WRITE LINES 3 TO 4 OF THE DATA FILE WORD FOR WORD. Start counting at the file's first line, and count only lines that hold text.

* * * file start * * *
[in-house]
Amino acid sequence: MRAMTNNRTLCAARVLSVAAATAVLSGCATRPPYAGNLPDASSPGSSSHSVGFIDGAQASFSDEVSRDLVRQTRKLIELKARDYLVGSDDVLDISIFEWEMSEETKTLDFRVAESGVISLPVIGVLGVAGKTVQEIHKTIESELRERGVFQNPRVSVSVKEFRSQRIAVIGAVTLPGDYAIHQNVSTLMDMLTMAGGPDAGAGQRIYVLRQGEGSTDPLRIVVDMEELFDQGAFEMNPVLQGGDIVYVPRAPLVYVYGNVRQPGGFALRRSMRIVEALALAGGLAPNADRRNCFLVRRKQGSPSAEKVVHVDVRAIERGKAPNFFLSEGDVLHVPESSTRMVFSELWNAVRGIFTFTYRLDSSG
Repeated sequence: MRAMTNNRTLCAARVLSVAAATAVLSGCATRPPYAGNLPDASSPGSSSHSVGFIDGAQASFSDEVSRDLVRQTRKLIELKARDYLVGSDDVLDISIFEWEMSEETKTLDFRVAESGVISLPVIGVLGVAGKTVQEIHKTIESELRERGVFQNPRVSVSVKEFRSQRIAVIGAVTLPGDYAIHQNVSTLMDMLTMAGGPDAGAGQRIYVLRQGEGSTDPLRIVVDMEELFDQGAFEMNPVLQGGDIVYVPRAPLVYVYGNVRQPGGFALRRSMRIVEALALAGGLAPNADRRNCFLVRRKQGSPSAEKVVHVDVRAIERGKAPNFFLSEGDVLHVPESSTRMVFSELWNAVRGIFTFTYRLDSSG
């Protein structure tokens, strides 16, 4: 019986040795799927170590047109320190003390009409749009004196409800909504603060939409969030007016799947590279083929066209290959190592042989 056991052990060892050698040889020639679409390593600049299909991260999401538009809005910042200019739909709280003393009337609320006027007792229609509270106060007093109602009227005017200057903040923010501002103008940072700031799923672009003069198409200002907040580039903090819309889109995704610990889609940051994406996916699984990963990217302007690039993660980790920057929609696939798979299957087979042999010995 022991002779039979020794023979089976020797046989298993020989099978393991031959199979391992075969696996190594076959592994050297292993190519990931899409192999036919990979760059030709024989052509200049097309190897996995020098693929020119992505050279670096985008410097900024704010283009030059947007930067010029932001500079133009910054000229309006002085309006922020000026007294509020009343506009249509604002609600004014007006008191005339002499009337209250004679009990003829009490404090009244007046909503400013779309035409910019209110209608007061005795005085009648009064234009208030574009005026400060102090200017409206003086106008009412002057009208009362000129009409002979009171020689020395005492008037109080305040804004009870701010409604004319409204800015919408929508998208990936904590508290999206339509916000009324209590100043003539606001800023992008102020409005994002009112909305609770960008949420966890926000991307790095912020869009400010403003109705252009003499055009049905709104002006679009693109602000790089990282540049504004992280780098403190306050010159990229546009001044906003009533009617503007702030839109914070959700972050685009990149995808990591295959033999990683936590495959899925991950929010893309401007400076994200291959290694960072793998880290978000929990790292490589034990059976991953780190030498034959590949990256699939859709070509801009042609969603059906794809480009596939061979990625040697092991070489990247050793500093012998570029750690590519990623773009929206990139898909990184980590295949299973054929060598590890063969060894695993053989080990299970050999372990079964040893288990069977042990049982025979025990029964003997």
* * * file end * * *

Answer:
Repeated sequence: MRAMTNNRTLCAARVLSVAAATAVLSGCATRPPYAGNLPDASSPGSSSHSVGFIDGAQASFSDEVSRDLVRQTRKLIELKARDYLVGSDDVLDISIFEWEMSEETKTLDFRVAESGVISLPVIGVLGVAGKTVQEIHKTIESELRERGVFQNPRVSVSVKEFRSQRIAVIGAVTLPGDYAIHQNVSTLMDMLTMAGGPDAGAGQRIYVLRQGEGSTDPLRIVVDMEELFDQGAFEMNPVLQGGDIVYVPRAPLVYVYGNVRQPGGFALRRSMRIVEALALAGGLAPNADRRNCFLVRRKQGSPSAEKVVHVDVRAIERGKAPNFFLSEGDVLHVPESSTRMVFSELWNAVRGIFTFTYRLDSSG
């Protein structure tokens, strides 16, 4: 019986040795799927170590047109320190003390009409749009004196409800909504603060939409969030007016799947590279083929066209290959190592042989 056991052990060892050698040889020639679409390593600049299909991260999401538009809005910042200019739909709280003393009337609320006027007792229609509270106060007093109602009227005017200057903040923010501002103008940072700031799923672009003069198409200002907040580039903090819309889109995704610990889609940051994406996916699984990963990217302007690039993660980790920057929609696939798979299957087979042999010995 022991002779039979020794023979089976020797046989298993020989099978393991031959199979391992075969696996190594076959592994050297292993190519990931899409192999036919990979760059030709024989052509200049097309190897996995020098693929020119992505050279670096985008410097900024704010283009030059947007930067010029932001500079133009910054000229309006002085309006922020000026007294509020009343506009249509604002609600004014007006008191005339002499009337209250004679009990003829009490404090009244007046909503400013779309035409910019209110209608007061005795005085009648009064234009208030574009005026400060102090200017409206003086106008009412002057009208009362000129009409002979009171020689020395005492008037109080305040804004009870701010409604004319409204800015919408929508998208990936904590508290999206339509916000009324209590100043003539606001800023992008102020409005994002009112909305609770960008949420966890926000991307790095912020869009400010403003109705252009003499055009049905709104002006679009693109602000790089990282540049504004992280780098403190306050010159990229546009001044906003009533009617503007702030839109914070959700972050685009990149995808990591295959033999990683936590495959899925991950929010893309401007400076994200291959290694960072793998880290978000929990790292490589034990059976991953780190030498034959590949990256699939859709070509801009042609969603059906794809480009596939061979990625040697092991070489990247050793500093012998570029750690590519990623773009929206990139898909990184980590295949299973054929060598590890063969060894695993053989080990299970050999372990079964040893288990069977042990049982025979025990029964003997």